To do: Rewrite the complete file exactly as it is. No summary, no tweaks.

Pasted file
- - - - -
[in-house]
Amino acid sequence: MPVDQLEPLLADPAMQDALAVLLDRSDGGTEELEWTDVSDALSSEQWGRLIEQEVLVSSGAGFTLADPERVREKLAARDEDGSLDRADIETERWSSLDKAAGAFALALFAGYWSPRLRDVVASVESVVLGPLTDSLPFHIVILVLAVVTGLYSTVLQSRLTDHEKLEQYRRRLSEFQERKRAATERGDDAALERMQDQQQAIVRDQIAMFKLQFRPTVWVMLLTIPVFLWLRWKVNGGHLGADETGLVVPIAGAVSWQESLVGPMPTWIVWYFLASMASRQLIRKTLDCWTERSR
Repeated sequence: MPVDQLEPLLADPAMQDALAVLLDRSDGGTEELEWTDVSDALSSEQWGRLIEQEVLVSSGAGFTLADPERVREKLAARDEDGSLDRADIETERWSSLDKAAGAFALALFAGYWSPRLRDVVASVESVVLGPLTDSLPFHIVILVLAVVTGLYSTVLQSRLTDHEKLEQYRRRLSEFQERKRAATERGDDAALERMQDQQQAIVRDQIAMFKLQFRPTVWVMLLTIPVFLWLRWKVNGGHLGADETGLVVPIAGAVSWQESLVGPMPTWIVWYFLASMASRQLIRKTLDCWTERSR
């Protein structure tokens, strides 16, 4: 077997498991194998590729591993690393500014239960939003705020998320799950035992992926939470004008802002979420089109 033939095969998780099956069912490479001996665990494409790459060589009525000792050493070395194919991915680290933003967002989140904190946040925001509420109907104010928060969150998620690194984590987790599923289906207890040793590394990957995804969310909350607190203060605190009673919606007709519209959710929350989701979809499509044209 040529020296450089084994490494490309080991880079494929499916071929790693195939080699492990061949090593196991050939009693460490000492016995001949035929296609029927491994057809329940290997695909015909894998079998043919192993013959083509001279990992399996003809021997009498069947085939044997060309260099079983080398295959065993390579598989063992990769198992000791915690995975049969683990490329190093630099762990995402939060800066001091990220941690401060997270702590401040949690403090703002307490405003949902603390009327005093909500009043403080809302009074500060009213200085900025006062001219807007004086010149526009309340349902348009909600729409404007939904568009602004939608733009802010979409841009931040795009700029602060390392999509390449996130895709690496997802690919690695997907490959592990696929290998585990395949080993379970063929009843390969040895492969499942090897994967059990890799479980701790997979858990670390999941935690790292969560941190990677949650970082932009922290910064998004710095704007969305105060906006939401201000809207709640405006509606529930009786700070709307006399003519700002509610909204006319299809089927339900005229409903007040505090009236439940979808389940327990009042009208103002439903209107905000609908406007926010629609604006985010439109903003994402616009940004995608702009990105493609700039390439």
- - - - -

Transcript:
[in-house]
Amino acid sequence: MPVDQLEPLLADPAMQDALAVLLDRSDGGTEELEWTDVSDALSSEQWGRLIEQEVLVSSGAGFTLADPERVREKLAARDEDGSLDRADIETERWSSLDKAAGAFALALFAGYWSPRLRDVVASVESVVLGPLTDSLPFHIVILVLAVVTGLYSTVLQSRLTDHEKLEQYRRRLSEFQERKRAATERGDDAALERMQDQQQAIVRDQIAMFKLQFRPTVWVMLLTIPVFLWLRWKVNGGHLGADETGLVVPIAGAVSWQESLVGPMPTWIVWYFLASMASRQLIRKTLDCWTERSR
Repeated sequence: MPVDQLEPLLADPAMQDALAVLLDRSDGGTEELEWTDVSDALSSEQWGRLIEQEVLVSSGAGFTLADPERVREKLAARDEDGSLDRADIETERWSSLDKAAGAFALALFAGYWSPRLRDVVASVESVVLGPLTDSLPFHIVILVLAVVTGLYSTVLQSRLTDHEKLEQYRRRLSEFQERKRAATERGDDAALERMQDQQQAIVRDQIAMFKLQFRPTVWVMLLTIPVFLWLRWKVNGGHLGADETGLVVPIAGAVSWQESLVGPMPTWIVWYFLASMASRQLIRKTLDCWTERSR
């Protein structure tokens, strides 16, 4: 077997498991194998590729591993690393500014239960939003705020998320799950035992992926939470004008802002979420089109 033939095969998780099956069912490479001996665990494409790459060589009525000792050493070395194919991915680290933003967002989140904190946040925001509420109907104010928060969150998620690194984590987790599923289906207890040793590394990957995804969310909350607190203060605190009673919606007709519209959710929350989701979809499509044209 040529020296450089084994490494490309080991880079494929499916071929790693195939080699492990061949090593196991050939009693460490000492016995001949035929296609029927491994057809329940290997695909015909894998079998043919192993013959083509001279990992399996003809021997009498069947085939044997060309260099079983080398295959065993390579598989063992990769198992000791915690995975049969683990490329190093630099762990995402939060800066001091990220941690401060997270702590401040949690403090703002307490405003949902603390009327005093909500009043403080809302009074500060009213200085900025006062001219807007004086010149526009309340349902348009909600729409404007939904568009602004939608733009802010979409841009931040795009700029602060390392999509390449996130895709690496997802690919690695997907490959592990696929290998585990395949080993379970063929009843390969040895492969499942090897994967059990890799479980701790997979858990670390999941935690790292969560941190990677949650970082932009922290910064998004710095704007969305105060906006939401201000809207709640405006509606529930009786700070709307006399003519700002509610909204006319299809089927339900005229409903007040505090009236439940979808389940327990009042009208103002439903209107905000609908406007926010629609604006985010439109903003994402616009940004995608702009990105493609700039390439």